[Drosophila] Re: initial population and inserts
(by ldmuelle from uci.edu)
Tue Sep 11 12:22:16 EST 2012
The rover and sitter polymorphism is a larval behavior that is naturally
polymorphic in D. melanogaster populations. Larval crowding increases the
frequency of the rover phenotype. Marla Sokolowski has done most to the
research on this behavioral trait and her publications should be read to
understand this trait. Larval and adult crowding also has many non-trivial
effects on the evolution of a host of life-history traits in Drosophila too
numerous to summarize here. However, if you consult my web site below you
will find ~20 years' worth of research on this topic including some review
Professor and Chair
Department of Ecology & Evolutionary Biology
University of California, Irvine 92697
Phone: (949) 824-4744
FAX: (949) 824-2181
Web site: http://darwin.bio.uci.edu/~mueller
From: dros-bounces from oat.bio.indiana.edu
[mailto:dros-bounces from oat.bio.indiana.edu] On Behalf Of Mark Thorson
Sent: Tuesday, September 11, 2012 9:45 AM
To: bionet-drosophila from magpie.bio.indiana.edu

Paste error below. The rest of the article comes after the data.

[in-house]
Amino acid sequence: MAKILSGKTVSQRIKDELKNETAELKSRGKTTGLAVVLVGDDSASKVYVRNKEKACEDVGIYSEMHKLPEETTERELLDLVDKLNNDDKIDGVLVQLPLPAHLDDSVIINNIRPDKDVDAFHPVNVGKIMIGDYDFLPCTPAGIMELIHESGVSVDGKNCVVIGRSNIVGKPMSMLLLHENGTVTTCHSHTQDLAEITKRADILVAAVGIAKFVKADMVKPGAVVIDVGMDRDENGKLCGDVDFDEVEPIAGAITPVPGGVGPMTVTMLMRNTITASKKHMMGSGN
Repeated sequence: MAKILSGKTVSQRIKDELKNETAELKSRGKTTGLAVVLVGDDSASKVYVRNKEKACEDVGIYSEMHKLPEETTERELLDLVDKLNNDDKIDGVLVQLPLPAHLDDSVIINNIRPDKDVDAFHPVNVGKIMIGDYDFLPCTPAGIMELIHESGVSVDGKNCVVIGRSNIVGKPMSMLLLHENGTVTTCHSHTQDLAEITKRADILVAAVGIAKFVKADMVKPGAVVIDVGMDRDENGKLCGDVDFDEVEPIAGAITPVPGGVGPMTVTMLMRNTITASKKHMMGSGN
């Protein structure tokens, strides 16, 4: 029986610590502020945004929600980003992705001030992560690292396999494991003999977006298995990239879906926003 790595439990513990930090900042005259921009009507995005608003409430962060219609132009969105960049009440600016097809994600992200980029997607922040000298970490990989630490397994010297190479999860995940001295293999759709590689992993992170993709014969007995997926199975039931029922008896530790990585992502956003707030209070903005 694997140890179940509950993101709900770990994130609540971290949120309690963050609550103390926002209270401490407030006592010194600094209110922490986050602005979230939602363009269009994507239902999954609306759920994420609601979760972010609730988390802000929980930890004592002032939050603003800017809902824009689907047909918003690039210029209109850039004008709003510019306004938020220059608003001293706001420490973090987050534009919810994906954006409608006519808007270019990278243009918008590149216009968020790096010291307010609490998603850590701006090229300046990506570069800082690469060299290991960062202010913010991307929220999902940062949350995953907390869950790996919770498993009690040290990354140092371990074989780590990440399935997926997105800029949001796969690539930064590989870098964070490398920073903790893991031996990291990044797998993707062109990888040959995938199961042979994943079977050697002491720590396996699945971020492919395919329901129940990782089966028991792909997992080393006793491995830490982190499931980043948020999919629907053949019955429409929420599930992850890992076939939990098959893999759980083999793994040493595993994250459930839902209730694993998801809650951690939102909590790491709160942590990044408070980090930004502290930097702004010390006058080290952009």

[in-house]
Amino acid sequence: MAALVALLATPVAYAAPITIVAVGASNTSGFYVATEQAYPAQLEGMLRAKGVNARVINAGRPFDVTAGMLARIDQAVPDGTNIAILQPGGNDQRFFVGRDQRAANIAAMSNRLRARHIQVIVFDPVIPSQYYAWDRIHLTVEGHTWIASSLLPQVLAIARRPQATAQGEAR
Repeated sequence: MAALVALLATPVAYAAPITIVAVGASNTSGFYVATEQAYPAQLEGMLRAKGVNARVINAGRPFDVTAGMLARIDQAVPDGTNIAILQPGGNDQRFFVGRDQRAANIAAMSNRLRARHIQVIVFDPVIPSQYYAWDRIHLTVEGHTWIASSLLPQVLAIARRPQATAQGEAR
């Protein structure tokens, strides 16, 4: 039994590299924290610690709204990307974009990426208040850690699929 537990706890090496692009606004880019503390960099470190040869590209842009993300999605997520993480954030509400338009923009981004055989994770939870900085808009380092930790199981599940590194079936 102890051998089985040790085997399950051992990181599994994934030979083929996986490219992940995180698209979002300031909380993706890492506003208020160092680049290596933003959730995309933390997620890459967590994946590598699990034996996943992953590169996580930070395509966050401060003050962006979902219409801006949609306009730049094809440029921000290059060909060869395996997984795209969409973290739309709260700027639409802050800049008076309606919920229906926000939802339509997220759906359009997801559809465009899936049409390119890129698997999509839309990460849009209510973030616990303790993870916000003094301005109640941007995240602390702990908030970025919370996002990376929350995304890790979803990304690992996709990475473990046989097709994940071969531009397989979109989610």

Subject: [Drosophila] Re: initial population and inserts
dr julien colomb wrote:
> There is also different studies showing that other phenotypes depend
> on density. You also put a selective pressure on your flies, for
> instance it is known that the proportion of rover over sitter flies
> change with density...
I've never heard of rover or sitter flies.
I have noticed when I tap the culture vessel on the table to knock the flies
to the bottom, they immediately crawl rapidly up the sides.
In other cultures, they crawl up the sides much more slowly. Is that the
difference between rovers and sitters? I had been thinking it might be due
to health or age.
I had not noticed any consistent factor to explain this difference in
behavior among cultures.
If the productivity of the cultures is the same, I would prefer they crawl
That would make them easier to handle.
Even with the vestigial wing mutants I use, I have to work quickly to make
up new cultures without spilling too many flies from the producing cultures.
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